1. The commercial use of UAVs is (almost) universally illegal.
Flying a UAV, there is a pretty decent chance that sooner or later you are going to have a run in with an overzealous authority figure, or an enraged bystander, and if you’re flying commercially (and pretty much everything is commercial use), you can be really screwed.
2. UAVs are too expensive and unreliable.
Really, the only affordable type of UAVs available right now are DJI Phantom type models that can carry a GoPro or similar mini-camera.
If you want something that can lift a real camera – a DSLR or even a mirrorless, you’re talking a very sizable investment.
Add to that the time it takes you to learn how to operate that flying money trap and the fact that you’re one mistake or malfunction away from several thousand dollars worth of FUBAR UAV and camera gear – the risk just isn’t worth it.
3. There are too many photographic restrictions with UAVs.
UAVs are great for video, but you can’t shoot any type of long exposures – such as at night, or using neutral density filters etc. You definitely can’t film a time-lapse sequence. Its very difficult to repeat a shot from the exact same location and you have a very limited timeframe to keep the thing in the air.
Add to that the hassle of all the extra batteries, cases, chargers, components and support gear needed – flying a UAV is a lot of work.
It’s rare that I receive a product to review that really exceeds my expectations in every way – but the artistic possibilities that the MegaMast opens up, and the build quality of the MegaMast itself are both excellent.
Seaport Digital markets the MegaMast mainly towards real estate and event photographers.
While I think that the MegaMast would be an amazing asset for real estate and event photographers (the potential is obvious) by the sample images in this post I think that it should also be apparent that the artistic potential of aerial style photography with the MegaMast extends far beyond real estate and events.
In fact, I’ve already got a whole pile of other potential MegaMast photography projects in mind that I’m really excited about.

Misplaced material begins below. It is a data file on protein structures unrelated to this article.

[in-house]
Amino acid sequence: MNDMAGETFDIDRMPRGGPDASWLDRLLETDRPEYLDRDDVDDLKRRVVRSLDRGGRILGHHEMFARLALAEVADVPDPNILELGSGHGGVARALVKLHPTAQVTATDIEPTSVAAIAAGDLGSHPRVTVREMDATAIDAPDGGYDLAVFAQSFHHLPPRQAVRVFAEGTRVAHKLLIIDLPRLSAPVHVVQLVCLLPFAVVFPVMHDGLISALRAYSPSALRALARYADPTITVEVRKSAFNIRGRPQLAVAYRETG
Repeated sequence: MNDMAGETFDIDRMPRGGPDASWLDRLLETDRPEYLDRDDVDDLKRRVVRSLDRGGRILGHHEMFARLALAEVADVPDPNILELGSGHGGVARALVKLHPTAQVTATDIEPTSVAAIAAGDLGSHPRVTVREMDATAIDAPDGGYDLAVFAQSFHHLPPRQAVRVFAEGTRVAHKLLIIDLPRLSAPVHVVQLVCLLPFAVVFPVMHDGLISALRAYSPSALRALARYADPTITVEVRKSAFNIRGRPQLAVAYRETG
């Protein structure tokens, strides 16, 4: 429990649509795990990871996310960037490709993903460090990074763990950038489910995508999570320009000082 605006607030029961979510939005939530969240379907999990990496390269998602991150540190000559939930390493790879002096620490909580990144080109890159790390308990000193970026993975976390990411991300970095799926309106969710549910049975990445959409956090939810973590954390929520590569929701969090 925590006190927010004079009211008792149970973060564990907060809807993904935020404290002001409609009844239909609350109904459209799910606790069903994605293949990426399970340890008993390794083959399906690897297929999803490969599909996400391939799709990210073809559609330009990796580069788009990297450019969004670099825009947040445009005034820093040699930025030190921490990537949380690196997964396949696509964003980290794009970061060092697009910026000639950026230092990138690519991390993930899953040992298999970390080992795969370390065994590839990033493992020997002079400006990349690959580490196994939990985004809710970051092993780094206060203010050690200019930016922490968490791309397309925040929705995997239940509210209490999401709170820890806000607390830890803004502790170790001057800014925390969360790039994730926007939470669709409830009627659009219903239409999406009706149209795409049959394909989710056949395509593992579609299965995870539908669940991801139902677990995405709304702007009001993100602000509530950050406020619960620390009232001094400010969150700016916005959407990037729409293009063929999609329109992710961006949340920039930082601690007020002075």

With a purchase price of $699.95 for the MegaMast and another $49.95 for the Stabilization Spreader Kit (highly recommended), this is a relatively large gear investment.
The intended use of the mast is also a pretty niche genre of photography – you don’t necessarily want to take aerial photos of everything, so this isn’t a piece of gear that you’re likely going to use everyday. However, I see the MegaMast as a one time purchase – this is a quality piece of gear that you should never have to replace.
As you can tell, I would definitely recommend the MegaMast to a friend – I don’t know of anything else like this on the market and I am really excited about all of the new artistic options it has opened up for me.
However, this isn’t just a giant selfie pole – the MegaMast is really for a specialized form of photography and like any gear purchase, you should have a pretty firm idea as to how you will incorporate the MegaMast into your work before making a purchase.
What Do You Think?
Is the Seaport Digital MegaMast a product that you would like to incorporate into your photography?
Do you think a UAV is still a better option for aerial photography?
Are you surprised that you can get an aerial photography look from a ground mounted camera platform?
What do you think would be the best use for a product like this?
Leave a comment and let us know!